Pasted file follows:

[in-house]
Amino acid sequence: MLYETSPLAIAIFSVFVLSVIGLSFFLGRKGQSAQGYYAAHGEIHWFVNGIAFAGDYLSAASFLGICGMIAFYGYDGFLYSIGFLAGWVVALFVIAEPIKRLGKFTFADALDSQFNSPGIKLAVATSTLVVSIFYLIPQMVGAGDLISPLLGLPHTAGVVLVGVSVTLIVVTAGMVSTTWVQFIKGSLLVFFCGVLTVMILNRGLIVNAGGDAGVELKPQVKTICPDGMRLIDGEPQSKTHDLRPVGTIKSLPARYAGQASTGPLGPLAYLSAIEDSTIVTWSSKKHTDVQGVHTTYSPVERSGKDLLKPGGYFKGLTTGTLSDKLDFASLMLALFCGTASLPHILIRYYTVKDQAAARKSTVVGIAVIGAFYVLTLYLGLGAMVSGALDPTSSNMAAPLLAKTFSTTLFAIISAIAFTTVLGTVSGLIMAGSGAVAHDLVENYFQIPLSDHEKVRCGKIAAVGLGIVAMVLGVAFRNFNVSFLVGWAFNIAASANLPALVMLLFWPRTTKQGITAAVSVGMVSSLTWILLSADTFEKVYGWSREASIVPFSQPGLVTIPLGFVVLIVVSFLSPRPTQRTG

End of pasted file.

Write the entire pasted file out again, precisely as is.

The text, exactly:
[in-house]
Amino acid sequence: MLYETSPLAIAIFSVFVLSVIGLSFFLGRKGQSAQGYYAAHGEIHWFVNGIAFAGDYLSAASFLGICGMIAFYGYDGFLYSIGFLAGWVVALFVIAEPIKRLGKFTFADALDSQFNSPGIKLAVATSTLVVSIFYLIPQMVGAGDLISPLLGLPHTAGVVLVGVSVTLIVVTAGMVSTTWVQFIKGSLLVFFCGVLTVMILNRGLIVNAGGDAGVELKPQVKTICPDGMRLIDGEPQSKTHDLRPVGTIKSLPARYAGQASTGPLGPLAYLSAIEDSTIVTWSSKKHTDVQGVHTTYSPVERSGKDLLKPGGYFKGLTTGTLSDKLDFASLMLALFCGTASLPHILIRYYTVKDQAAARKSTVVGIAVIGAFYVLTLYLGLGAMVSGALDPTSSNMAAPLLAKTFSTTLFAIISAIAFTTVLGTVSGLIMAGSGAVAHDLVENYFQIPLSDHEKVRCGKIAAVGLGIVAMVLGVAFRNFNVSFLVGWAFNIAASANLPALVMLLFWPRTTKQGITAAVSVGMVSSLTWILLSADTFEKVYGWSREASIVPFSQPGLVTIPLGFVVLIVVSFLSPRPTQRTG